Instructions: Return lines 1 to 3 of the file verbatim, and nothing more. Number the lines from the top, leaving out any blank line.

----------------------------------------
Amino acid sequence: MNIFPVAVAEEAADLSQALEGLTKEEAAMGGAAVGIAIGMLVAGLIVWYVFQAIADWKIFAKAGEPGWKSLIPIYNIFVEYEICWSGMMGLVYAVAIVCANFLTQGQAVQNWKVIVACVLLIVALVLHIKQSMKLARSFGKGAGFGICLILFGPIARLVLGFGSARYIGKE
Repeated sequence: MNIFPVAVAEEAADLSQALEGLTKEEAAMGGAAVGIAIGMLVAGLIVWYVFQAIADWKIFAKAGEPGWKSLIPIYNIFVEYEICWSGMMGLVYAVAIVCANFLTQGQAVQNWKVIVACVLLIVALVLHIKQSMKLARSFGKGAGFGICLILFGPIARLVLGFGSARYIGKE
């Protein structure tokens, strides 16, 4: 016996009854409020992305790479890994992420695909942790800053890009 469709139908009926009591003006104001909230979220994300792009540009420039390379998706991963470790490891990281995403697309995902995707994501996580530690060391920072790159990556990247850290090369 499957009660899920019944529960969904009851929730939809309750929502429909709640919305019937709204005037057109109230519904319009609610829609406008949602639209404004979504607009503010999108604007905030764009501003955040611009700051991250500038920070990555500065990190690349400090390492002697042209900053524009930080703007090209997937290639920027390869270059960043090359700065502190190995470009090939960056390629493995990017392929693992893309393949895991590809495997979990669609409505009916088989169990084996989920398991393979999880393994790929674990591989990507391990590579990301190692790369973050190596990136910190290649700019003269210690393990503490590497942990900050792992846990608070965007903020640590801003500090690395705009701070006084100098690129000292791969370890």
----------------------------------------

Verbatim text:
Amino acid sequence: MNIFPVAVAEEAADLSQALEGLTKEEAAMGGAAVGIAIGMLVAGLIVWYVFQAIADWKIFAKAGEPGWKSLIPIYNIFVEYEICWSGMMGLVYAVAIVCANFLTQGQAVQNWKVIVACVLLIVALVLHIKQSMKLARSFGKGAGFGICLILFGPIARLVLGFGSARYIGKE
Repeated sequence: MNIFPVAVAEEAADLSQALEGLTKEEAAMGGAAVGIAIGMLVAGLIVWYVFQAIADWKIFAKAGEPGWKSLIPIYNIFVEYEICWSGMMGLVYAVAIVCANFLTQGQAVQNWKVIVACVLLIVALVLHIKQSMKLARSFGKGAGFGICLILFGPIARLVLGFGSARYIGKE
């Protein structure tokens, strides 16, 4: 016996009854409020992305790479890994992420695909942790800053890009 469709139908009926009591003006104001909230979220994300792009540009420039390379998706991963470790490891990281995403697309995902995707994501996580530690060391920072790159990556990247850290090369 499957009660899920019944529960969904009851929730939809309750929502429909709640919305019937709204005037057109109230519904319009609610829609406008949602639209404004979504607009503010999108604007905030764009501003955040611009700051991250500038920070990555500065990190690349400090390492002697042209900053524009930080703007090209997937290639920027390869270059960043090359700065502190190995470009090939960056390629493995990017392929693992893309393949895991590809495997979990669609409505009916088989169990084996989920398991393979999880393994790929674990591989990507391990590579990301190692790369973050190596990136910190290649700019003269210690393990503490590497942990900050792992846990608070965007903020640590801003500090690395705009701070006084100098690129000292791969370890």